Gerry Weaver, CIO, Indiana Benign Dictatorship/Technology Management Changes Save Indiana Millions Photo courtesy of Gerry Weaver

Photo: Indiana CIO Gerry Weaver

 

A quip that rings true is that IT management should be more of a dictatorship than a democracy. Indiana Gov. Mitch Daniels' 2005 executive order creating a state CIO position and the Indiana Office of Technology (IOT) embodied that philosophy. The office overhauled the state's technology landscape, consolidating IT infrastructure -- such as the network, e-mail, payroll and help desk -- across 70 agencies. That enabled the IOT to consolidate purchasing for those functions and reorganize hardware. As a result, the state saves more than $14 million annually, said Indiana CIO Gerry Weaver.

"When the governor started this, he gave us the authority -- you might say dictatorial powers -- to drive cost savings and improve performance," Weaver said.

Before the consolidation, agencies ran their own IT, leading to costly, disparate systems.

"Nobody wants to centralize, so you get a lot of resistance," Weaver said.

The IOT took over IT infrastructure functions, like human resources, payroll, e-mail and data center maintenance. Some agency IT employees became IOT employees and started performing infrastructure functions statewide. Agency CIOs stayed in their agencies with smaller teams refocused on agency-specific application development. The consolidation cut roughly 150 agency-IT jobs and many of those employees were retrained for other agency jobs requiring an IT background; others left state government. The IOT recruited around 30 private-sector executives. Approximately 230 IOT workers now manage IT for 28,000 end-users, Weaver said.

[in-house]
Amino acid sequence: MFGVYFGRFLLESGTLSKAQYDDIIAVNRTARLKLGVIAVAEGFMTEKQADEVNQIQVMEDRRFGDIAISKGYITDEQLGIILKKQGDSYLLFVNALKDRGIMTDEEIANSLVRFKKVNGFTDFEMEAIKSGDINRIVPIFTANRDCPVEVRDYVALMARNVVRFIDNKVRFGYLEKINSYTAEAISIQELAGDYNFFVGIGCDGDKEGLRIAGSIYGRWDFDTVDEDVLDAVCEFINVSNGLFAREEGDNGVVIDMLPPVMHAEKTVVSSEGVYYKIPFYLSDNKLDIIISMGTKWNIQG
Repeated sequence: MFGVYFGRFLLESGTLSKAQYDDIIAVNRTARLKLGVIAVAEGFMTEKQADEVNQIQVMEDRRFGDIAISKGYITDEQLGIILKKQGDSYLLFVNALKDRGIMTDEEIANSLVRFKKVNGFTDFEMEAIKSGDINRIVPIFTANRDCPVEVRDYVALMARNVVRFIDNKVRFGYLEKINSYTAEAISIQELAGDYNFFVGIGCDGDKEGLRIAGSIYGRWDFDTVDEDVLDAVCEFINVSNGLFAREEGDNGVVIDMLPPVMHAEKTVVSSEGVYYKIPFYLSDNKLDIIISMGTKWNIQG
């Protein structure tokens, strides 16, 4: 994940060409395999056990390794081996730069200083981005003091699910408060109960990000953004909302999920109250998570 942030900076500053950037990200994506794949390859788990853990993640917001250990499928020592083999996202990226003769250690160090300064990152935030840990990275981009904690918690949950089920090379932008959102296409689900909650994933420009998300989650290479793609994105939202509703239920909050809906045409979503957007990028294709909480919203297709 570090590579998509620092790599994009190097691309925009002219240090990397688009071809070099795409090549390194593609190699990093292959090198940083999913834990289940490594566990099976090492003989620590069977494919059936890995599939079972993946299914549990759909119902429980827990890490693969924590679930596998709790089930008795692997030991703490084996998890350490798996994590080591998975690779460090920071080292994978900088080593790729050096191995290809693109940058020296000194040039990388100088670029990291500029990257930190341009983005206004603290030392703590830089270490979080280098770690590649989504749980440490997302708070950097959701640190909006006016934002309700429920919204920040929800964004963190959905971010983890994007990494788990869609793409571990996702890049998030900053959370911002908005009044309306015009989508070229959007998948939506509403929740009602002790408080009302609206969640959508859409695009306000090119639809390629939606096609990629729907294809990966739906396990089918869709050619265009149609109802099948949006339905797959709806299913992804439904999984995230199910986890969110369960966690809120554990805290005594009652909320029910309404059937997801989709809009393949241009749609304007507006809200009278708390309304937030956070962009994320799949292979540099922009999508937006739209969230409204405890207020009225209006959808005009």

Weaver had a long career at outsourcing provider EDS, which he used as a model for Indiana.

The consolidation was part of Daniels' strategy to put the state's deficit-plagued budget in the black. The state had been borrowing money from education bonds and using other temporary fixes. Two years after Daniels' budget initiative, Indiana paid back those education bonds and reports a balanced budget.

"We'd be glad to share anything with any states that are approaching this regarding the templates we used, the processes we used and the way we set up the billing mechanisms," Weaver said.

 

Forming the A-Team

Weaver found a mess when he became Indiana's CIO. A section of the Indiana Department of Administration (IDOA) was charged with approving technology purchases, but lacked standards. That section also managed IT for 900 of the 28,000 PCs statewide. Allowing the IDOA to manage IT was optional for agencies, so most preferred to keep it in-house.

Weaver searched for the state's best agency IT staff to use as a foundation for the statewide model. He chose the Indiana Family and Social Services Administration (FSSA). It had the biggest IT department in state government and had consistent management processes, unlike most agencies, Weaver said.

"[The FSSA] had some metrics. There were no metrics in the IDOA. The FSSA really monitored what was going on from a customer satisfaction standpoint," Weaver said. "We expanded all that and created a series of metrics that we measure every day, every month, every week. Then we started the consolidation."

Weaver transplanted several FSSA staff members to the IOT. Those employees then recommended IT staffers they knew in other agencies who would be a good fit for the IOT. Weaver cherry picked those employees and also recruited from the private sector.

 

Operation E-Mail

The state maintained several e-mail systems in 2005, making interagency communication cumbersome. If an employee wanted to e-mail someone working in another agency, he or she usually had to search that agency's Web site for the e-mail address. Sometimes employees simply cracked open phonebooks.

The IOT standardized agencies on Microsoft Outlook and put all 28,000 users on a single network.

"That was challenging because four or five larger agencies had different e-mail systems, and when you get used to one thing, it's not

Andy Opsahl  |  Features Editor